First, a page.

All That Heaven Allows (Blu-ray + DVD)
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Friends and family want a rich widow to end her romance with a tree surgeon about 15 years her junior.
This heartbreakingly beautiful indictment of 1950s American mores by Douglas Sirk (Written on the Wind) follows the blossoming love between a well-off suburban widow (Magnificent Obsession’s Jane Wyman) and her handsome and earthy younger gardener (Seconds’ Rock Hudson). After their romance prompts the scorn of her selfish children and snooty country club friends, she must decide whether to pursue her own happiness or carry on a lonely, hemmed-in existence for the sake of the approval of others. With the help of ace cinematographer Russell Metty (Spartacus), Sirk imbued nearly every shot with a vivid and distinct emotional tenor. A profoundly felt film about class and conformity in small-town America, All That Heaven Allows is a pinnacle of expressionistic Hollywood melodrama.
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Beautiful love story!
Critics tend to view Hudson films with an eye to what they think they know about his private life, and their reviews tend to be colored by their (mis)beliefs. Biographies of Hudson quote his friends and fellow actors of both sexes as saying that he was generous to other actors and as lovable and fun in real life as he was on-screen, and that he was a true professional on the set, keeping his personal and his professional life totally separate.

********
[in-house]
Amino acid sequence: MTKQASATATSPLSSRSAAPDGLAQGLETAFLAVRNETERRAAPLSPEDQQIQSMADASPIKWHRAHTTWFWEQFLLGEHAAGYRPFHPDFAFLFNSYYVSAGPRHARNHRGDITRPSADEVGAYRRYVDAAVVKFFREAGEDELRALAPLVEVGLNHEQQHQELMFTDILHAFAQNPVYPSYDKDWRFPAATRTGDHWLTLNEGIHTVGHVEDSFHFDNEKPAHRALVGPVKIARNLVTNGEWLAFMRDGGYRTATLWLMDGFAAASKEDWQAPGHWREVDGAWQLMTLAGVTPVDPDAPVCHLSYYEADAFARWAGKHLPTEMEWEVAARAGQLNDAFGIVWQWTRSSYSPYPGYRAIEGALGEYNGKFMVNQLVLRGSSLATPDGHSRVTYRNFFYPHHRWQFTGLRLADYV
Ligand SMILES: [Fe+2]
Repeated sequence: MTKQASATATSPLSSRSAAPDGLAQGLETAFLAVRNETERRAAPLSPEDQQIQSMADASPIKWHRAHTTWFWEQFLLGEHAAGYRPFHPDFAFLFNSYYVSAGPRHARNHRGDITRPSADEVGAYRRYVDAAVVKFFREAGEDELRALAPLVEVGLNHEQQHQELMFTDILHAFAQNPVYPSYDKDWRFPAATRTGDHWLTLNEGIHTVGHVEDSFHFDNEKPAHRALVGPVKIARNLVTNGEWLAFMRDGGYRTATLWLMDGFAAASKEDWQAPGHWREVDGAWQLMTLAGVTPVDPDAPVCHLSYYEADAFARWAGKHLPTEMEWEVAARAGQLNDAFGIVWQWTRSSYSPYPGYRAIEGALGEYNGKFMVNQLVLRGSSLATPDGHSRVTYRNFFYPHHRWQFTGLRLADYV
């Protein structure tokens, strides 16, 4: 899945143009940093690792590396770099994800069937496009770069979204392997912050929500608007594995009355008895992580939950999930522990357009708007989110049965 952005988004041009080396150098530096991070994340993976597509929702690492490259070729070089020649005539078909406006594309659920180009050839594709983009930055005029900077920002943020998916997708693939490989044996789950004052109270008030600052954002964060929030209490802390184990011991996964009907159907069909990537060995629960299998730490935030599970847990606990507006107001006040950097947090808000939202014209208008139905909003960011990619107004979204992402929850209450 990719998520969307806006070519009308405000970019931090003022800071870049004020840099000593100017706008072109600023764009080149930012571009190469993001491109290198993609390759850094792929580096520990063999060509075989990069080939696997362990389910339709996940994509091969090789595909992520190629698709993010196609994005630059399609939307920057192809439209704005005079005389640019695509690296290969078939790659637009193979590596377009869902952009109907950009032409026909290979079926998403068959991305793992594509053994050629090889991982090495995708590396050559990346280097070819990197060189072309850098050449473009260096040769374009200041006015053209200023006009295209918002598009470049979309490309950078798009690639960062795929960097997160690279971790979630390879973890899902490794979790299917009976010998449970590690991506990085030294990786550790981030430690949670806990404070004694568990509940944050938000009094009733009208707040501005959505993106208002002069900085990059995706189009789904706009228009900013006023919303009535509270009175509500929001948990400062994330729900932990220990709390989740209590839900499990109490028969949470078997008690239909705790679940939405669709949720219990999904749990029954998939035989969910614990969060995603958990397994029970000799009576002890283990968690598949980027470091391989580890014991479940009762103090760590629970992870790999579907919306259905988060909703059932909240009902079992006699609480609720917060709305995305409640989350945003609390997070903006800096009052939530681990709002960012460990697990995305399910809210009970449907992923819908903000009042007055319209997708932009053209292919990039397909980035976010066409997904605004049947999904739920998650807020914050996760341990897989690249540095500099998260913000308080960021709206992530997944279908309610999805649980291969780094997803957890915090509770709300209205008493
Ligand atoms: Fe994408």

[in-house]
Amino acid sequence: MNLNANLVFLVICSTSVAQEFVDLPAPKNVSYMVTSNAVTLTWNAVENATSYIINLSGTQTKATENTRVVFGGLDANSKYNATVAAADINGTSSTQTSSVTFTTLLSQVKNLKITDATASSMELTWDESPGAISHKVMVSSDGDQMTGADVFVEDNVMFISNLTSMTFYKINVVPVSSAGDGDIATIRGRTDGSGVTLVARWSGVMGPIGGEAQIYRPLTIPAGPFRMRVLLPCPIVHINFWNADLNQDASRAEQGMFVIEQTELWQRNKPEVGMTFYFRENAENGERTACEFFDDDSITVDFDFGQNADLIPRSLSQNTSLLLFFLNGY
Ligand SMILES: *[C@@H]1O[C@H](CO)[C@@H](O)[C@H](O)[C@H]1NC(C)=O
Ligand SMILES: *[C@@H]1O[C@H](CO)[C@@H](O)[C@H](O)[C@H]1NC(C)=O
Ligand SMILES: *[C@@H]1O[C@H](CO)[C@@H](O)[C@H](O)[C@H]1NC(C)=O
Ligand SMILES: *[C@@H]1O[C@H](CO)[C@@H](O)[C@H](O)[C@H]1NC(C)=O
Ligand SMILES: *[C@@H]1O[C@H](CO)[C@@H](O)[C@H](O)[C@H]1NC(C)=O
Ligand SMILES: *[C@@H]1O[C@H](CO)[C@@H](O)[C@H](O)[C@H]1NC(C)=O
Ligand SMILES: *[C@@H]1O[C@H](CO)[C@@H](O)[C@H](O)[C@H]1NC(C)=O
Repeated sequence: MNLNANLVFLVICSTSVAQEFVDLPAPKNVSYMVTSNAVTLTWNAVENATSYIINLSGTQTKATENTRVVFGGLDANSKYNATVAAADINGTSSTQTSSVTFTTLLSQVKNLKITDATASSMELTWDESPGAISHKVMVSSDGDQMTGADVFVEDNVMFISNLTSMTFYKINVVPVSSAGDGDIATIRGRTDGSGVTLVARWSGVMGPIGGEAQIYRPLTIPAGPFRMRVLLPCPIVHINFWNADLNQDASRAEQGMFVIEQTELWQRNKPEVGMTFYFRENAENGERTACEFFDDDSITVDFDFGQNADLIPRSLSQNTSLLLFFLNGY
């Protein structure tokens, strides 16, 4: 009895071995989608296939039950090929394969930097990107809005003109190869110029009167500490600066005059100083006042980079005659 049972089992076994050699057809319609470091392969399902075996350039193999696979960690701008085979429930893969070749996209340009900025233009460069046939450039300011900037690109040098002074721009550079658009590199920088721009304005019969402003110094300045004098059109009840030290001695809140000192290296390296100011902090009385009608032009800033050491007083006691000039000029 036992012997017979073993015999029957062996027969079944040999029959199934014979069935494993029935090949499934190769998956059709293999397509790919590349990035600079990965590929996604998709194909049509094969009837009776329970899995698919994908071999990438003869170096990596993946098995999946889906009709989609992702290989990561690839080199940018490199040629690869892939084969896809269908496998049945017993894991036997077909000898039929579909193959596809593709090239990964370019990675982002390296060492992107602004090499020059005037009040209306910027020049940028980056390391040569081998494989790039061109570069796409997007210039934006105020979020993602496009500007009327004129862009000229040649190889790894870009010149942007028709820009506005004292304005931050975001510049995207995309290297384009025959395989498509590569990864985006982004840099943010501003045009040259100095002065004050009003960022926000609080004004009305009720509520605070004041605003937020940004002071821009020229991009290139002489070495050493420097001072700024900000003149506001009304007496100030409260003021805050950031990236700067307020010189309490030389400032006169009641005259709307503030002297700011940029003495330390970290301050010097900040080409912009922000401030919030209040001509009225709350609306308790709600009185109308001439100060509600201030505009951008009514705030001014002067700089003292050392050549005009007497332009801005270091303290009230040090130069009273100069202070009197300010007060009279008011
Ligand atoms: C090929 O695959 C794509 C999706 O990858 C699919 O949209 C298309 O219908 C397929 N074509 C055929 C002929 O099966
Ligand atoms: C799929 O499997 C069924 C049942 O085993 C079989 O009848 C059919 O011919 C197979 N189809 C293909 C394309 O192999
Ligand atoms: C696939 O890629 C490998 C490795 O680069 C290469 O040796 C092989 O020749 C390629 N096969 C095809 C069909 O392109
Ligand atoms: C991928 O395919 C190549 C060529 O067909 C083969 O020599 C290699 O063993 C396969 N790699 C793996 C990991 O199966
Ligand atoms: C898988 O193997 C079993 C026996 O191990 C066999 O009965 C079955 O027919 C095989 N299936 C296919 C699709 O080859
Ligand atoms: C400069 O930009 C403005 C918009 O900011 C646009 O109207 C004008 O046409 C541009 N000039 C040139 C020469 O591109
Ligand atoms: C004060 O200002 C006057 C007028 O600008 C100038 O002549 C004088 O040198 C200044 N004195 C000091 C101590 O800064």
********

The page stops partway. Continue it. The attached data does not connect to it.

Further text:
Since he was bisexual rather than merely homosexual, the love scenes are realistic. Salome Jens, who co-starred with Hudson in "Seconds," said of their roles in that film, "Those love scenes really worked for me. I never had any sense that he wasn't loving me. He loved women -- there was never any anti-woman feeling in him."
Viewing "All That Heaven Allows," there can be no doubt. In one scene, when he takes Wyman in his arms and kisses her, his hand comes up and presses her head into his and his other hand caresses her body as if he can't pull her close enough to him.
The song-and-dance scene at the house of his friends is worth the price of admission. Hudson plays the piano (he did in real life) and sings to Wyman, and then dances with her. The last time I saw anyone dance with such happy abandon was in an Elvis Presley film. (See the scene in the You Tube "Rock Hudson:singer/dancer extraordinaire!")
Hudson, as young landscaper Ron Kirby, knows what he wants out of life, and when he sees Jane Wyman, it's Damn the torpedos, full speed ahead. Wyman, as widow Cary Scott, a decade or so older, can't quite figure out what's going on, but allows herself to be swept along. All goes reasonably well, until her selfish children make her choose between them and Hudson.
Reportedly, the director, Douglas Sirk, wanted either an unhappy or an ambiguous ending. He compromised, so viewers may wish -- as I did -- that the deus ex machina conclusion had been a couple of minutes longer and more definitive. But one's imagination can provide the missing moments.
"All That Heaven Allows" was made to capitalize on the popularity of the previous "Magnificent Obsession" -- but I felt "Heaven" was much more believable, and much more enjoyable.
Some types of men will scoff at it -- but women will love it, and not a few will wish that many so-called heterosexual males had more of the sex appeal and sensitivity that Hudson displayed in this role.
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